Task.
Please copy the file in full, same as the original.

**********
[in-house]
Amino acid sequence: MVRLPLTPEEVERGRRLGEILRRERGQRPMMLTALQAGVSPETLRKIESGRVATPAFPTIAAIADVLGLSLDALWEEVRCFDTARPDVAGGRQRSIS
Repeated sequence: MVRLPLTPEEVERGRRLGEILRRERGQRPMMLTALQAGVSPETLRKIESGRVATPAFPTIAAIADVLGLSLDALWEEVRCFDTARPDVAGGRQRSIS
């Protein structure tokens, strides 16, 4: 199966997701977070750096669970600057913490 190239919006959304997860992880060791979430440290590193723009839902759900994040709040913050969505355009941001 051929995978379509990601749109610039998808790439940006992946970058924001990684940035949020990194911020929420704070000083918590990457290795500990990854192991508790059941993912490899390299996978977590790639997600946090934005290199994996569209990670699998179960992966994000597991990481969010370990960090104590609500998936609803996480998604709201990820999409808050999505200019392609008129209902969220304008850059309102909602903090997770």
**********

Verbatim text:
[in-house]
Amino acid sequence: MVRLPLTPEEVERGRRLGEILRRERGQRPMMLTALQAGVSPETLRKIESGRVATPAFPTIAAIADVLGLSLDALWEEVRCFDTARPDVAGGRQRSIS
Repeated sequence: MVRLPLTPEEVERGRRLGEILRRERGQRPMMLTALQAGVSPETLRKIESGRVATPAFPTIAAIADVLGLSLDALWEEVRCFDTARPDVAGGRQRSIS
């Protein structure tokens, strides 16, 4: 199966997701977070750096669970600057913490 190239919006959304997860992880060791979430440290590193723009839902759900994040709040913050969505355009941001 051929995978379509990601749109610039998808790439940006992946970058924001990684940035949020990194911020929420704070000083918590990457290795500990990854192991508790059941993912490899390299996978977590790639997600946090934005290199994996569209990670699998179960992966994000597991990481969010370990960090104590609500998936609803996480998604709201990820999409808050999505200019392609008129209902969220304008850059309102909602903090997770």